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Second-Best Optimal Taxation of Capital and Labor in a Developing Economy

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Abstract

This paper examines how the tax burden in a developing economy should be distributed between capital income and labor income. We study a two-sector model, where the traditional sector is "informal" and consequently cannot be taxed by the government. In this set up, we find that the optimal (second-best) tax structure in order to raise a certain amount of revenue requires to tax capital income at least as much as labor income, and possibly more.

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Bibliographic Info

Paper provided by Institut d'economie publique (IDEP), Marseille, France in its series IDEP Working Papers with number 0307.

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Length: 35 pages
Date of creation: May 2003
Date of revision:
Handle: RePEc:iep:wpidep:0307

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Keywords: endogenous growth; optimal taxation; informal sector; developing economies.;

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Citations

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Cited by:
  1. Monica Ospina Londoño & Fabiola Saavedra-Caballero, 2013. "Social Assistance and Informality: Examining the link in Colombia," DOCUMENTOS DE TRABAJO CIEF 010933, UNIVERSIDAD EAFIT.
  2. Cecilia Garcia-Penalosa & Stephen Turnovsky, 2003. "Production Risk and the Functional Distribution of Income in a Developing Economy: Tradeoffs and Policy Responses," Working Papers UWEC-2002-07-P, University of Washington, Department of Economics, revised Oct 2003.
  3. Long Xin & Pelloni Alessandra, 2011. "Welfare improving taxation on saving in a growth model," wp.comunite 0071, Department of Communication, University of Teramo.
  4. Pierre-Richard Agénor & Kyriakos C. Neanidis, 2007. "Optimal Taxation and Growth with Public Goods and Costly Enforcement," Centre for Growth and Business Cycle Research Discussion Paper Series 89, Economics, The Univeristy of Manchester.
  5. Joshua Aizenman & Yothin Jinjarak, 2006. "Globalization and Developing Countries - A Shrinking Tax Base?," NBER Working Papers 11933, National Bureau of Economic Research, Inc.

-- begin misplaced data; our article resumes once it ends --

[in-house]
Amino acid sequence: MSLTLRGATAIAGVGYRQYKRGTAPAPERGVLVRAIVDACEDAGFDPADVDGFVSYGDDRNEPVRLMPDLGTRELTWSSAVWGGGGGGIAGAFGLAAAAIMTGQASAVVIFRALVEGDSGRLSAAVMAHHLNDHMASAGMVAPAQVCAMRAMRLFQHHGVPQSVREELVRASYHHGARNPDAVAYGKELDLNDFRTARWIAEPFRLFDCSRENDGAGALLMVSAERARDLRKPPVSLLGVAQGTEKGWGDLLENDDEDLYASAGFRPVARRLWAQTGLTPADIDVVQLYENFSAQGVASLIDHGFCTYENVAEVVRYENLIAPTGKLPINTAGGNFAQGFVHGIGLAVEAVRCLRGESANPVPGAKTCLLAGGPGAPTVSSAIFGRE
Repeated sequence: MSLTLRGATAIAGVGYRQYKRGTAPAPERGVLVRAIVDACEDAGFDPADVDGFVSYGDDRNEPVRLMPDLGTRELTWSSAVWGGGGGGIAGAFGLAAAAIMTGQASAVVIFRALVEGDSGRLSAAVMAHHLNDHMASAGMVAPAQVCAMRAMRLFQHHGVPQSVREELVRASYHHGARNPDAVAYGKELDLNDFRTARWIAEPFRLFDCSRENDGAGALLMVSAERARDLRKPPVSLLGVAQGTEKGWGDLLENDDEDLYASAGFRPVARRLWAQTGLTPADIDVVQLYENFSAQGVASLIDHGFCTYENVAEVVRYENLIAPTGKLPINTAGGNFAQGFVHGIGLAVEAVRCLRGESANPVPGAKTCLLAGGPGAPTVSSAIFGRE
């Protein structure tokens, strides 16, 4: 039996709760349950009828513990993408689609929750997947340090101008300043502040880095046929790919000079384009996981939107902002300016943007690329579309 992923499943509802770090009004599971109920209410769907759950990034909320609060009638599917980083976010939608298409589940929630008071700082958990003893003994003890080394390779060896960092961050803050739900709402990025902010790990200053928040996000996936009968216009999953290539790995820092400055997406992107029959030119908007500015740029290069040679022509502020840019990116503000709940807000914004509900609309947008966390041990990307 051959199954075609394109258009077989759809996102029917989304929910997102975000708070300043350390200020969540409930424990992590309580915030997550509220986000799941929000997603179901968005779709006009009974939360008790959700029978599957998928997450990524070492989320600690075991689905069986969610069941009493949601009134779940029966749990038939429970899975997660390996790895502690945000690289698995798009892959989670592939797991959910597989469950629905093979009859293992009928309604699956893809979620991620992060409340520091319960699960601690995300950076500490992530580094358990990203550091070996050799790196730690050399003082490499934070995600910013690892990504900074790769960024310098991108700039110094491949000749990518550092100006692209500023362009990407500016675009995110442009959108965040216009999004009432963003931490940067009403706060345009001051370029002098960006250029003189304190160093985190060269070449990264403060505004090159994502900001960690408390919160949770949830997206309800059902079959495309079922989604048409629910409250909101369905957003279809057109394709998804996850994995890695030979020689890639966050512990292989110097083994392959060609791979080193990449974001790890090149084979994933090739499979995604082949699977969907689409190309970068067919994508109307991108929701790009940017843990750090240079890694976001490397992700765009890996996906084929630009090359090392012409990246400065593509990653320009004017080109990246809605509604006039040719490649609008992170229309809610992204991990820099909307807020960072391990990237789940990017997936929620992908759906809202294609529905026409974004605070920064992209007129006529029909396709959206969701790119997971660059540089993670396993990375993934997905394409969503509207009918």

6. Kazi Iqbal & Stephen J. Turnovsky, 2008. "Intergenerational Allocation of Government Expenditures: Externalities and Optimal Taxation," Journal of Public Economic Theory, Association for Public Economic Theory, vol. 10(1), pages 27-53, 02.
  7. Květa Kubátová, 2009. "Optimal Taxation – Review of Theory," Český finanční a účetní časopis, University of Economics, Prague, vol. 2009(3), pages 24-36.
  8. Turnovsky, Stephen J. & Basher, Md.A., 2009. "Fiscal policy and the structure of production in a two-sector developing economy," Journal of Development Economics, Elsevier, vol. 88(2), pages 205-216, March.
  9. Marcin Piatkowski & Mariusz Jarmuzek, 2008. "Zero Corporate Income Tax in Moldova: Tax Competition and Its Implications for Eastern Europe," IMF Working Papers 08/203, International Monetary Fund.
  10. Ho, Wai-Hong & Wang, Yong, 2009. "Capital Income Taxation Revisited: The Role of Information Asymmetry in the Credit Market," MPRA Paper 17040, University Library of Munich, Germany.
  11. Ho, Wai-Hong & Wang, Yong, 2007. "Factor income taxation and growth under asymmetric information," Journal of Public Economics, Elsevier, vol. 91(3-4), pages 775-789, April.
  12. Gonzalez, Francisco M. & Neary, Hugh M., 2008. "Prosperity without conflict," Journal of Public Economics, Elsevier, vol. 92(10-11), pages 2170-2181, October.
  13. Misch, Florian & Gemmell, Norman & Kneller, Richard, 2014. "Complementarity in Models of Public Finance and Endogenous Growth," Working Paper Series 3136, Victoria University of Wellington, Chair in Public Finance.
  14. Warlters, Michael & Auriol, Emmanuelle, 2005. "The marginal cost of public funds in Africa," Policy Research Working Paper Series 3679, The World Bank.

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